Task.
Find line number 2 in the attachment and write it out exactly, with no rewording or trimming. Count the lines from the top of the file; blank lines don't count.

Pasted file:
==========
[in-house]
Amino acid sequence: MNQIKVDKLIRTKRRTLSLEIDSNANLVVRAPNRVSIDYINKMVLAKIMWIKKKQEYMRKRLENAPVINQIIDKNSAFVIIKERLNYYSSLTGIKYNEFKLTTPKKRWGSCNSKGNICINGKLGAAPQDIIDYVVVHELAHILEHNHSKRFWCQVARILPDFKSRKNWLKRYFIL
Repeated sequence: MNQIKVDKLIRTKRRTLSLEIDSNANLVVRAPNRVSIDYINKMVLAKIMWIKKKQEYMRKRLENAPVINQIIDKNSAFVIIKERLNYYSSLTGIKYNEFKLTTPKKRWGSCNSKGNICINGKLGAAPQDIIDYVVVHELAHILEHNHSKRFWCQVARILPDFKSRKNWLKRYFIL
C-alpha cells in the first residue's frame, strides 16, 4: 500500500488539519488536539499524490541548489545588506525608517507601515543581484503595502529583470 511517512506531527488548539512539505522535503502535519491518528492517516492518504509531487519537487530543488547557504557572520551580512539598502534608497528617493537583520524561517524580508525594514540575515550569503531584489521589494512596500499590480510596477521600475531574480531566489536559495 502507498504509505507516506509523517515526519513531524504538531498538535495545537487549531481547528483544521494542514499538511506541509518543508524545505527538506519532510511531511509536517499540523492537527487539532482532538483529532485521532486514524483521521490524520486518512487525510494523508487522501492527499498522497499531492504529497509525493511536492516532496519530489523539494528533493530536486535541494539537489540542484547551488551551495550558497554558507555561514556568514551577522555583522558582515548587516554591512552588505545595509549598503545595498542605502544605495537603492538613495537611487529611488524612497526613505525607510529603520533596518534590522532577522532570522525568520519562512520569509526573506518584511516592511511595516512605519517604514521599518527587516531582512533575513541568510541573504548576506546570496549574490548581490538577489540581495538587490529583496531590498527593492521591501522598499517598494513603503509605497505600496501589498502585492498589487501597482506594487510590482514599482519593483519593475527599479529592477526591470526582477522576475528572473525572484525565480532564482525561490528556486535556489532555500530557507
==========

Amino acid sequence: MNQIKVDKLIRTKRRTLSLEIDSNANLVVRAPNRVSIDYINKMVLAKIMWIKKKQEYMRKRLENAPVINQIIDKNSAFVIIKERLNYYSSLTGIKYNEFKLTTPKKRWGSCNSKGNICINGKLGAAPQDIIDYVVVHELAHILEHNHSKRFWCQVARILPDFKSRKNWLKRYFIL